“I’m not gonna have to talk about credit card processing, am I?”
It would appear that, to Marc Weinstein, cofounder of Amoeba Music, PYMNTS’ reputation had preceded itself. (That, and he was told flat-out what the website was.)
No, we were not actually there to talk about credit card processing. Rather, within the reverberant space of the record store chain’s Hollywood, Los Angeles, CA location, we were there to get to the bottom of perhaps the most puzzling contradiction of all that the store — the chain itself, by its very existence — presents:
How can a retail store whose bread-and-butter product is tactile media — we’re talking vinyl LPs and compact discs, two mediums considered long dead by the average consumer, if he can think to consider them at all — not only survive in the era of digitized entertainment but thrive? Because it’s not good vibrations that are keeping the lights on here in Los Angeles, or up in San Francisco, or Berkeley; it’s money, just like the case for any other business.
The Virgin Megastore on Sunset — which tried and failed to compensate for flagging CD sales — has been no more since 2007; the year before that, Tower Records — once a veritable L.A. institution, a few miles west from where Amoeba stands on Sunset — was unceremoniously shuttered.
Those chains were no small potatoes, and they both, at their respective peaks, certainly boasted a lot more locations nationwide (and beyond, in Virgin’s case) than Amoeba’s comparatively meager three across two regions in the same state. But while the Tower Records on Sunset, despite the best efforts of the Los Angeles citizenry, couldn’t even gain historic landmark status after it closed, the Amoeba store in L.A. was deemed to have “instantly [become] a Hollywood landmark” upon its opening in November 2001.
It’s not that Weinstein or his partner Dave Prinz set out to achieve such lofty accolades when they cofounded Amoeba in Berkeley in 1990. As Weinstein tells us, to track the origins of what would unwittingly become Amoeba’s formula for success, we have to go back further — to 1975, when Weinstein landed his first job out of high school, which would technically end up being the only one he’s ever had: working at a record store.
Far from the bustling and culturally varied locales of Los Angeles or the Bay Area, that store was in Buffalo, New York. But, as the teenaged Weinstein had already developed an inkling of as a consumer of tactile music media, a record store that provided an immersive experience — one with knowledgeable staff, a comprehensive library of product and an openness for free-flowing communication with its customers — could transcend its geographical location, becoming a destination in its own right.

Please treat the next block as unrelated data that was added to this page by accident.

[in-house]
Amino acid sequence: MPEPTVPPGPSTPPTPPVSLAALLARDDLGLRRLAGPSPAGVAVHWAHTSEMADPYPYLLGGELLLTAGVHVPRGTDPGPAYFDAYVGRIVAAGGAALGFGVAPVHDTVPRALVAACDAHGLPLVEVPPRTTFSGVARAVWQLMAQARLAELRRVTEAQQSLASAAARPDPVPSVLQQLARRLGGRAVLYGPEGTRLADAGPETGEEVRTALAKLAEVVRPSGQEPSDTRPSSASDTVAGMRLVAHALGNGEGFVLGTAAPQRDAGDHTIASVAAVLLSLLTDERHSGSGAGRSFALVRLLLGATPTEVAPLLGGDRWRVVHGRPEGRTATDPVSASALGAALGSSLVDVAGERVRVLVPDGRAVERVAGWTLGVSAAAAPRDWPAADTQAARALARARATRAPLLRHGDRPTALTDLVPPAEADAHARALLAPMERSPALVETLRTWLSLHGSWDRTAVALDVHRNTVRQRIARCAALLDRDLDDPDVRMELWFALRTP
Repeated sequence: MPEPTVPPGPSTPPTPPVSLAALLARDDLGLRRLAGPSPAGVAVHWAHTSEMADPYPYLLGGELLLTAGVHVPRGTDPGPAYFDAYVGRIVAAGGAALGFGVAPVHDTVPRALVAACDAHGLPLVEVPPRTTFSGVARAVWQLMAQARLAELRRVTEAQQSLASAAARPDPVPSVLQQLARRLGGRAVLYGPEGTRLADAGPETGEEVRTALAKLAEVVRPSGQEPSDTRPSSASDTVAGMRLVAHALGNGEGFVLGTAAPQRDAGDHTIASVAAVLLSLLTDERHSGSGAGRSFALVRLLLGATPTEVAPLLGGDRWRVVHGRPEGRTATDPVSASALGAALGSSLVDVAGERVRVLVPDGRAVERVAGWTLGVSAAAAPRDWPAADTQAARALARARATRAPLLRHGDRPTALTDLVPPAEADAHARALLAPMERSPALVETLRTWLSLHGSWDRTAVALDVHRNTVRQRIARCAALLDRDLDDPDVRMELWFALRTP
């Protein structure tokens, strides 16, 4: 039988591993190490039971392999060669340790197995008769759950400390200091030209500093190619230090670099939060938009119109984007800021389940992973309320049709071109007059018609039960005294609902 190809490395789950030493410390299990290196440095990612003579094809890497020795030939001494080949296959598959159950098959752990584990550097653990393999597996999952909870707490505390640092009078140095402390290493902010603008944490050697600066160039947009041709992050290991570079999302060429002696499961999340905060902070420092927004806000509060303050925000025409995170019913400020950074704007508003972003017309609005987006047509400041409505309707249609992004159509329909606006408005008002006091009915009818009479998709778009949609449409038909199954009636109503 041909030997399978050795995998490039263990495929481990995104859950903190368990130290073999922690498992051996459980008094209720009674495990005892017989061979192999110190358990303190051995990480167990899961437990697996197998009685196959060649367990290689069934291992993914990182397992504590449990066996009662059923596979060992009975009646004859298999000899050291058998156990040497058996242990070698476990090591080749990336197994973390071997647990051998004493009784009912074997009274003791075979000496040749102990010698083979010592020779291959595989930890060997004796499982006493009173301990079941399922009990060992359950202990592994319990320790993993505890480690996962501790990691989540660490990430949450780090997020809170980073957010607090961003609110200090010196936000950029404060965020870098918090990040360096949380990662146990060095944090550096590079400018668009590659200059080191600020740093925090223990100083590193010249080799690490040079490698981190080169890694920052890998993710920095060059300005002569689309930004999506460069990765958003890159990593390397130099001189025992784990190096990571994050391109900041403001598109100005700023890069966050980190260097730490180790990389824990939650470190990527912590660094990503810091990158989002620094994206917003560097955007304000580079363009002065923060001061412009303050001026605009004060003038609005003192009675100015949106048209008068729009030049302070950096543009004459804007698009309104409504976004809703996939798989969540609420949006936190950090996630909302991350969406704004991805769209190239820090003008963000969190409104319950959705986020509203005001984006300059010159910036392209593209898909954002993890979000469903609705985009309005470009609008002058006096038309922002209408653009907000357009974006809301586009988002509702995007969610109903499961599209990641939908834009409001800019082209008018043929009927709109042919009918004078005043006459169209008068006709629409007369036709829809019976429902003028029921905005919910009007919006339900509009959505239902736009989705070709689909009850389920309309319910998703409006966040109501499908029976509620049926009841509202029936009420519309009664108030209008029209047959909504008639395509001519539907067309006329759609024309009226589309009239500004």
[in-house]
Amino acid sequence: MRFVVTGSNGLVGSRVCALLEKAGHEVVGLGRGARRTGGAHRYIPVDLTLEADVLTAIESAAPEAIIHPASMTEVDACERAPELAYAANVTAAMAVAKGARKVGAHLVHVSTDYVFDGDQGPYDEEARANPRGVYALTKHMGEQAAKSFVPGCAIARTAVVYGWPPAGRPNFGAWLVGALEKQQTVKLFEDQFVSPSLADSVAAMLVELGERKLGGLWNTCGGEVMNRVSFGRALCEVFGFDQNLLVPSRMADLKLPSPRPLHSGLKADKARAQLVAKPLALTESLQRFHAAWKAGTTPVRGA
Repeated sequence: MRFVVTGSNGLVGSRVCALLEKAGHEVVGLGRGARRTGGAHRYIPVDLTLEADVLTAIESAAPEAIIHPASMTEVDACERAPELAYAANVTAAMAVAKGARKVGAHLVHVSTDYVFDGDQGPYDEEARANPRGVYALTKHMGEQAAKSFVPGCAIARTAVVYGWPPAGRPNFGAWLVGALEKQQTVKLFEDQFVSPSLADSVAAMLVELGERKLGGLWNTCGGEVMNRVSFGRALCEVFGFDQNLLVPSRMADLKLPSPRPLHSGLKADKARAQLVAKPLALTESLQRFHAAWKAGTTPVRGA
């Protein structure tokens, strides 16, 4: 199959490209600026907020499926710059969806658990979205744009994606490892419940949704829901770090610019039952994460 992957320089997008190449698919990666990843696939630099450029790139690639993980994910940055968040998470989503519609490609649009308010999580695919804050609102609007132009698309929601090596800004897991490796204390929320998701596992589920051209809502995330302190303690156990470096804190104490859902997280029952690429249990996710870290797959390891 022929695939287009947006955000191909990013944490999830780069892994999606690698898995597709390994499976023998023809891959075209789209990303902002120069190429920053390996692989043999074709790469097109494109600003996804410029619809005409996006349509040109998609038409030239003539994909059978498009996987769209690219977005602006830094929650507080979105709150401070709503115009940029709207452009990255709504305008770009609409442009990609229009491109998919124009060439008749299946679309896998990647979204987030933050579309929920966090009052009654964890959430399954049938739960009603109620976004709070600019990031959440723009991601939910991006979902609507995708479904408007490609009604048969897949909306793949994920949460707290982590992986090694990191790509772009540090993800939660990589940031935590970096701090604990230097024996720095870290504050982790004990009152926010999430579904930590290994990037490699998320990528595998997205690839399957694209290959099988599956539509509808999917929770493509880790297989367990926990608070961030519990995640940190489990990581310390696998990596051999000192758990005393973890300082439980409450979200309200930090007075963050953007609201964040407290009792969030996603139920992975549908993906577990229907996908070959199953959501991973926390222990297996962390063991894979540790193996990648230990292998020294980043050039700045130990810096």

That’s the kind of store that Weinstein found in his hometown, and that’s the kind of experience he would set himself on a path to recreate, once he had moved to California in 1980.
A self-described “music maniac” (he’s also a drummer), Weinstein, who is steeped in record store culture and history, refers to the people who are a part of it as his “favorite kind of people.”
“All I ever wanted to do,” he says today, “was be around records and music.”
Ten years after Weinstein’s arrival in the Golden State, he and Prinz had Amoeba Music up and running on Telegraph Avenue. Seven years after that, in 1997, the partners opened their “much bigger” store in San Francisco. Housed in a converted bowling alley, the Haight Street location covered 26,000 square feet — an impressive spread for an independent retail shop.
It wasn’t long until the City of Angels came calling — almost literally.
“It was never our plan to expand outside of the Bay Area — or even to San Francisco, for that matter,” says Weinstein. “But the business just kind of dictated that we do that.”
The business strategy came in the form of repeat customers to the San Francisco store from Los Angeles. After enough beckoning on their part for Weinstein and Prinz to expand to Southern California, the Amoeba cofounders began to seriously explore the option.
“We realized that there was a big void in the [Los Angeles record store] market,” Weinstein recalls, “considering it’s such a giant music town. There was Tower and Virgin” — the big stores — “and then there were a lot of really small stores … and nothing in between.”
By 2001, Amoeba Music had filled that void with its Sunset Boulevard location.
It’s that location where Weinstein sits today, almost 15 years later, while the former retail music power players of Los Angeles — Tower and Virgin — have fallen (along with the smaller stores, whose numbers have shrunk from “a lot” to practically none).
The Amoeba cofounder says that his store was able to outlast the big boys because “our model is completely different from theirs.”
“As big as we are,” he explains, “we have a much, much deeper inventory — partly because [it is about] 50 [percent] used product. The used product is really what makes our store much more interesting than … any of those chain stores could have ever been, because they could never get that many titles in stock.”
The fact that Amoeba Music stands (in three places, no less) while so many other brick-and-mortar retail music stores have gone by the wayside is objectively an impressive feat in and of itself. But Amoeba is now alone, more or less, in fighting a much greater battle: a fight for its very life, it would seem, against the ubiquitous product that is digital music.
Sanguine about the consumer experience that he and Prinz have cultivated, Weinstein does not perceive any competition with electronic commerce as one of mortal conflict.